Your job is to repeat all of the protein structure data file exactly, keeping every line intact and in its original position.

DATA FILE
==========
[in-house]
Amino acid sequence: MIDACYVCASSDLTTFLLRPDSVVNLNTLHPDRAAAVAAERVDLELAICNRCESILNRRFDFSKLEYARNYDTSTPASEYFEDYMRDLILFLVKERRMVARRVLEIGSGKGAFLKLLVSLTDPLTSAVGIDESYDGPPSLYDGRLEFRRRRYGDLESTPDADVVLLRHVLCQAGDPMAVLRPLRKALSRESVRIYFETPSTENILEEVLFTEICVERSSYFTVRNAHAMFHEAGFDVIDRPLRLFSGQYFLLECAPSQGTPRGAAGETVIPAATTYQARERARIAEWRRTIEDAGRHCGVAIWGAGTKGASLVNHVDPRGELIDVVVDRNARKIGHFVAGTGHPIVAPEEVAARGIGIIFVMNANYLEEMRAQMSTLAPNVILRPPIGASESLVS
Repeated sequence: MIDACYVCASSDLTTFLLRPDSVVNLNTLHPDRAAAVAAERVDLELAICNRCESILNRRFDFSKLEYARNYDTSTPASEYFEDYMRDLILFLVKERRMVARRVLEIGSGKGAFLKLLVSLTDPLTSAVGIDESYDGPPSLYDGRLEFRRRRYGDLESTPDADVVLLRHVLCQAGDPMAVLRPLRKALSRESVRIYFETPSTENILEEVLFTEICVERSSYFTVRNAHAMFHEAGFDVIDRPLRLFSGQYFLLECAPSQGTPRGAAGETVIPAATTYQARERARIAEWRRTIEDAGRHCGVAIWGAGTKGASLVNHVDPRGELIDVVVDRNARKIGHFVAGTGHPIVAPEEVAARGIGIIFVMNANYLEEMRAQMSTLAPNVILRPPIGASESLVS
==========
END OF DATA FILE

[in-house]
Amino acid sequence: MIDACYVCASSDLTTFLLRPDSVVNLNTLHPDRAAAVAAERVDLELAICNRCESILNRRFDFSKLEYARNYDTSTPASEYFEDYMRDLILFLVKERRMVARRVLEIGSGKGAFLKLLVSLTDPLTSAVGIDESYDGPPSLYDGRLEFRRRRYGDLESTPDADVVLLRHVLCQAGDPMAVLRPLRKALSRESVRIYFETPSTENILEEVLFTEICVERSSYFTVRNAHAMFHEAGFDVIDRPLRLFSGQYFLLECAPSQGTPRGAAGETVIPAATTYQARERARIAEWRRTIEDAGRHCGVAIWGAGTKGASLVNHVDPRGELIDVVVDRNARKIGHFVAGTGHPIVAPEEVAARGIGIIFVMNANYLEEMRAQMSTLAPNVILRPPIGASESLVS
Repeated sequence: MIDACYVCASSDLTTFLLRPDSVVNLNTLHPDRAAAVAAERVDLELAICNRCESILNRRFDFSKLEYARNYDTSTPASEYFEDYMRDLILFLVKERRMVARRVLEIGSGKGAFLKLLVSLTDPLTSAVGIDESYDGPPSLYDGRLEFRRRRYGDLESTPDADVVLLRHVLCQAGDPMAVLRPLRKALSRESVRIYFETPSTENILEEVLFTEICVERSSYFTVRNAHAMFHEAGFDVIDRPLRLFSGQYFLLECAPSQGTPRGAAGETVIPAATTYQARERARIAEWRRTIEDAGRHCGVAIWGAGTKGASLVNHVDPRGELIDVVVDRNARKIGHFVAGTGHPIVAPEEVAARGIGIIFVMNANYLEEMRAQMSTLAPNVILRPPIGASESLVS